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Information about Oaxaca, Mexico
- Nearly 10,000 foot high peaks, some of the deepest caverns on earth and scenic jungles, valleys and beaches, all help make Oaxaca a unique place to experience Mexico.
- Oaxaca has a population of about 3,600,700. It is situated within the central valleys area of the state with the same name, and sits at a height of 1,560 m above sea level.
- Oaxaca is on UNESCO's list of World Heritage sites, thanks in part to its wonderfully preserved Spanish colonial buildings and closeby archeoligical centre Monte Albán.
- The area receives mild, spring-like temperatures throughout the year.
Oaxaca city is famous for its artisan community, most visible around the main square called the Zócalo. A number of different ethnic groups, such as the Zapotecs and the Mixtecs, make up the city's diverse population. That diversity is reflected in Oaxaca's traditional music, cooking, dancing, and languages along with its wide variety of museums, markets, art galleries and restaurants.
Although temperatures can reach as low as 16º C in winter, the weather is usually mild, remaining around 22ºC. Oaxaca's origins date back to ancient times, when the Zapotecs first settled there around 2000 years ago. The Mixtecs arrived later, avoiding the spread of the Mexica's domination. Finally, just before the decline of the Aztec empire and the arrival of the Spanish conquistadors, families from Tenochtitlán colonized the city, which gave rise to Aztec customs there.
When the Spanish arrived to the city, they restructured and rebuilt it in Spanish colonial style, with the main square as its centre. Alonso García Bravo was the architect in charge of designing it. The cathedral was built where the Aztecs placed the dead, opposite which the civil buildings were constructed, thus creating a city structure that balanced the earth and the spirit worlds. The balanced structure supposedly extended a harmonious energy throughout the city, effectively protecting it from possible attacks and eliminating the need to erect protective walls. The structure has remained ever since.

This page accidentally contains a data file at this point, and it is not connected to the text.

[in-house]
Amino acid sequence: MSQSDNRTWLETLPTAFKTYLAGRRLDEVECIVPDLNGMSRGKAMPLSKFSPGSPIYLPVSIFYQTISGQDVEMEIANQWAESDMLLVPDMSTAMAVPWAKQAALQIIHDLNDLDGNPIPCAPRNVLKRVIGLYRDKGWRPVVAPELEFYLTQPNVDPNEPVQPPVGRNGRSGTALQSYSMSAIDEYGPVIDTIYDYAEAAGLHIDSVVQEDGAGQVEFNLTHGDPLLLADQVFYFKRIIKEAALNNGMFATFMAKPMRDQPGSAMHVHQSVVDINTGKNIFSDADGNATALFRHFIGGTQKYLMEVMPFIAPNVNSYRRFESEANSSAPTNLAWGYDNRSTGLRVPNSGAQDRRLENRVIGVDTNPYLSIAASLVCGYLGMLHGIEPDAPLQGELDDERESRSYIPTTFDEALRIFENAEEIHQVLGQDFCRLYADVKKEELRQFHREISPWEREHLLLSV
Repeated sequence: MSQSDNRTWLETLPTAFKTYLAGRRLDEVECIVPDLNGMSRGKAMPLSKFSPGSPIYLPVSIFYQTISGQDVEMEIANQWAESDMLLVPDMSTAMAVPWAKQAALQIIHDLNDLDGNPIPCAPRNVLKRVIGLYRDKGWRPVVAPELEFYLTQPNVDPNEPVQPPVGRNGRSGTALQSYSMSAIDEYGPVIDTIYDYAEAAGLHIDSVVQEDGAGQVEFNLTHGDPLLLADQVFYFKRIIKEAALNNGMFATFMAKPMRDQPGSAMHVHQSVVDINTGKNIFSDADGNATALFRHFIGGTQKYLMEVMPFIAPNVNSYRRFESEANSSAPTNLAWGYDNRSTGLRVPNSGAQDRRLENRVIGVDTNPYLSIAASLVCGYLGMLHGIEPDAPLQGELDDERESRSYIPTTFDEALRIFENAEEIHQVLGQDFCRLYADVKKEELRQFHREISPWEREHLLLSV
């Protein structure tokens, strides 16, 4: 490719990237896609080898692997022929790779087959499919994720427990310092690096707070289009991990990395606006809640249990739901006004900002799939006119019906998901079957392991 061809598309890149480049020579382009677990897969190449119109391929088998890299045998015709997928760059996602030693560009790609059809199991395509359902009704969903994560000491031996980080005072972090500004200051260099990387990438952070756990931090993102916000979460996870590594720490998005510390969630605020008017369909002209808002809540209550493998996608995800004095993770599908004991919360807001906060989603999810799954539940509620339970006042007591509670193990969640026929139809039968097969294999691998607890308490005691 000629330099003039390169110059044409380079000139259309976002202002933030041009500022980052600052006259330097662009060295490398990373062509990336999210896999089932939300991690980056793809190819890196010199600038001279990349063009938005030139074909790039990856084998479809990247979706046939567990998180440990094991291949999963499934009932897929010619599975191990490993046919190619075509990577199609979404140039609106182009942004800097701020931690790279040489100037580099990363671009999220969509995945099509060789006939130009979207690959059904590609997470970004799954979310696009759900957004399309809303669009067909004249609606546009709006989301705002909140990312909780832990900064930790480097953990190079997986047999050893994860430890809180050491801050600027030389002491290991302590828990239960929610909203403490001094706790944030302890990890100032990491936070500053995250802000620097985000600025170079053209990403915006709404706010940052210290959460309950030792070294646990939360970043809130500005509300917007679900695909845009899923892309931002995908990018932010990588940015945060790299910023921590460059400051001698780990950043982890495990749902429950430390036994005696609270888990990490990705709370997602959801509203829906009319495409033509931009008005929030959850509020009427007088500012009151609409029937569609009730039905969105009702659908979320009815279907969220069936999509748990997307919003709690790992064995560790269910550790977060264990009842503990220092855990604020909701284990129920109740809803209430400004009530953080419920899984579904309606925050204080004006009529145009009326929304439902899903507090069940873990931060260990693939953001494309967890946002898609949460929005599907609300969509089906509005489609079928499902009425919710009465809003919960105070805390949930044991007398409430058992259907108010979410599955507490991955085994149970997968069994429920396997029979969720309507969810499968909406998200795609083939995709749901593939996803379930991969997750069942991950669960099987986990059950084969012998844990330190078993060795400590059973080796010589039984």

City activity in Oaxaca centers around the main square, where beginning at an early hour, people gather in the surrounding terraces to enjoy coffee sweetened with sugar cane and cinnamon, while some people stroll around the gardens. Venders also add character to the square, selling nearly any kind of trinket imaginable and healing medicine and aromatic herbs.
The main street of this extremely clean city is always bustling with pedestrians, many of whom are tourists eager to explore. The street begins at the square and then makes its way to the temple of Santo Domingo. The street features a number of attractions including old colonial homes, jewelry shops, galleries and the Contemporary Art Museum. Museums elsewhere in the city house treasures from Oaxaca's past.
On November 20th, the city celebrates the region's foods with food tasting traditions, reflecting the importance Oaxacans place on their marketplaces.
Visitors are strongly recommended to visit nearby pre-Columbian cities such as Monte Alban, Tagul, Lambityeco and Mitla. The oldest tree in the world stands close by also, in Santa María de Tule, where the origins of gardens date back 2000 years. Other places of interest include a number of Dominican convents (Teposcolula, Anuhuitlan, Tamazulpan and Tlacochahuaya). Regular transportation connects visitors to gorgeous Pacific beaches that are just a half hour away.